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  Managing Archeological Collections Curation in the Field and Lab Distance Learning
 

Laboratory conservation and management

(photo) Lab technician inserting ethafoam supports in baskets.
Lab technician inserting ethafoam supports in baskets. Photo courtesy of the Art Conservation Center @ Univ. of Denver (formerly RMCC), Denver, CO.

After statistical sampling is complete and the contents of a collection have been determined, the material remains and associated records can be processed and conserved for the long term. The necessary activities usually include labeling, object treatment, records arrangement and rehousing, packing, and project cataloging. As has been noted, repositories often charge for this type of initial processing if they do not formally own the collection. Consequently, this work is now often being done in the project lab by the principal investigator and his/her staff rather than at the repository.

Conservation in the lab follows many of the same principles as conservation in the field. The treatments, however, are often more complex and geared towards active stabilization. Therefore, it is wise to seek advice from a professional conservator familiar with archeological material remains before beginning any treatment. Some key principles of lab conservation are:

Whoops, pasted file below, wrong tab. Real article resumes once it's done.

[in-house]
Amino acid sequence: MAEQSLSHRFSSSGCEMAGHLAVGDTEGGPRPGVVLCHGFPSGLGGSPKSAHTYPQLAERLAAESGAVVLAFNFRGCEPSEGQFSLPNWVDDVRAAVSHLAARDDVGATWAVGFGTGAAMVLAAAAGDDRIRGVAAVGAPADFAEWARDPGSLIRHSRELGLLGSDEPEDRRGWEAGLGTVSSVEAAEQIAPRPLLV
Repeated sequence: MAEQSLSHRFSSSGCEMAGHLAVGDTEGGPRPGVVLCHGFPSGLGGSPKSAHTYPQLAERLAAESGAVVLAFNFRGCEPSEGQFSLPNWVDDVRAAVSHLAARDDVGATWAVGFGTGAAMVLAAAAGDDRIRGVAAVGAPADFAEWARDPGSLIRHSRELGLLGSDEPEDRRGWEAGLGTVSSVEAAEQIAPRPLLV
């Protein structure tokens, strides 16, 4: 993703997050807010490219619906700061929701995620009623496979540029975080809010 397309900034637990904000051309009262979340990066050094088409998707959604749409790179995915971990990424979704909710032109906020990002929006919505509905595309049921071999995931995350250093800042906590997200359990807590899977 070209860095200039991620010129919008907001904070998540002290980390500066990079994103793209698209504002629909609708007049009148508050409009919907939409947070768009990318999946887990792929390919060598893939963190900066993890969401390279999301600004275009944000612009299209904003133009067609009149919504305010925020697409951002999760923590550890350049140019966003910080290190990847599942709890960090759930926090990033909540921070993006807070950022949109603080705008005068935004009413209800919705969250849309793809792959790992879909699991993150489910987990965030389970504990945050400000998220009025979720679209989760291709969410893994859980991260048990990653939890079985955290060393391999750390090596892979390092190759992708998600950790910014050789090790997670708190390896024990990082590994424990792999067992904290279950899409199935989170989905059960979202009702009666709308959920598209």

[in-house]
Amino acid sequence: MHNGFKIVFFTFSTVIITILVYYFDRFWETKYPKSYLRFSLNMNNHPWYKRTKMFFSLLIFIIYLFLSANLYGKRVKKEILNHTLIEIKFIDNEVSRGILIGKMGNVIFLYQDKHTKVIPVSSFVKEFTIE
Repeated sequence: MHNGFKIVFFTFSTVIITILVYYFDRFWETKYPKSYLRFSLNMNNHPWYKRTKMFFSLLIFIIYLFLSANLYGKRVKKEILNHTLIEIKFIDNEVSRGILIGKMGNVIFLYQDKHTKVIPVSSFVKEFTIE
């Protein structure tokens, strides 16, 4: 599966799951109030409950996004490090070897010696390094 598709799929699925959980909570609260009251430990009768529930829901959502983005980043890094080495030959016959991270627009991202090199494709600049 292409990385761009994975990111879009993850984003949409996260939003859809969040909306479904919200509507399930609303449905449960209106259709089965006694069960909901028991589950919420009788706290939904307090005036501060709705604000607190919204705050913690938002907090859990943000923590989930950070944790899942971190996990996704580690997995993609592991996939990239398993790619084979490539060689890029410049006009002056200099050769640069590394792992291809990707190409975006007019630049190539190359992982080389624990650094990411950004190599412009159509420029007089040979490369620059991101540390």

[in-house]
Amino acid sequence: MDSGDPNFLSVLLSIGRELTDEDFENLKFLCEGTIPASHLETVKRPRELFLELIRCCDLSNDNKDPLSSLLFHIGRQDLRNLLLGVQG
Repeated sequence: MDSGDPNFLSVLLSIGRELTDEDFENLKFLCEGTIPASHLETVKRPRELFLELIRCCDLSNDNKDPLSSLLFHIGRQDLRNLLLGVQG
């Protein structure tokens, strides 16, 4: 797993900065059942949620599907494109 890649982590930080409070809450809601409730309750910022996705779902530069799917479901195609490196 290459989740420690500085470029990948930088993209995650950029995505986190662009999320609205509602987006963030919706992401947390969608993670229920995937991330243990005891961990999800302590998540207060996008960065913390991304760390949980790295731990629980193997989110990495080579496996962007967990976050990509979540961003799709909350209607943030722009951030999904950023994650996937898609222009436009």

• The less done the better. Handle objects and associated records as little as possible. Minimize the use of treatments and interventive materials. Every effort must be made to use treatments that are reversible or as nearly so as possible.
  • Always think about the tools being used to process and conserve objects. Can they damage the object in any way?
  • Do not use any treatments that may contaminate an object used for scientific analysis. If it is likely that future analyses will be conducted, retain a sizable, untouched sample.
  • All conservation treatments should be reversible over the long term. Glues or consolidants should be stable and removable without any negative effects to the object and its constituent materials. Acids that remove concretions or additions of foreign material always permanently alter the object.
  • Use only treatment materials that have been tested by professional conservators over time and their aging properties are well known.
  • All treatments must be fully documented, especially materials used (i.e., percentage of solution, type of acid, etc.). This information is very important for future conservators and researchers.
  • Treatment records need to become part of the permanent record of the project.
  • Treatments often use chemicals that must be properly and carefully transported, stored, and disposed. It is essential to properly train staff in the use of such chemicals.
  • Be aware of potential health and safety risks involved in all treatment work and with many materials that may have acquire mold, hanta virus, etc.

After objects have been analyzed and stabilized, they should be labeled, cataloged, and then packed in containers for long-term care and management. This should be done in a manner that is consistent with the standards of the repository where the collections are to be housed. Details on packing, labeling, and cataloging of both material remains and associated records are discussed in a later section. Once these procedures have been completed, the collection is ready for long-term storage and management. Again, it is important to make sure that all procedures have been fully documented along the way. All the associated records must be given to the repository along with the collection.

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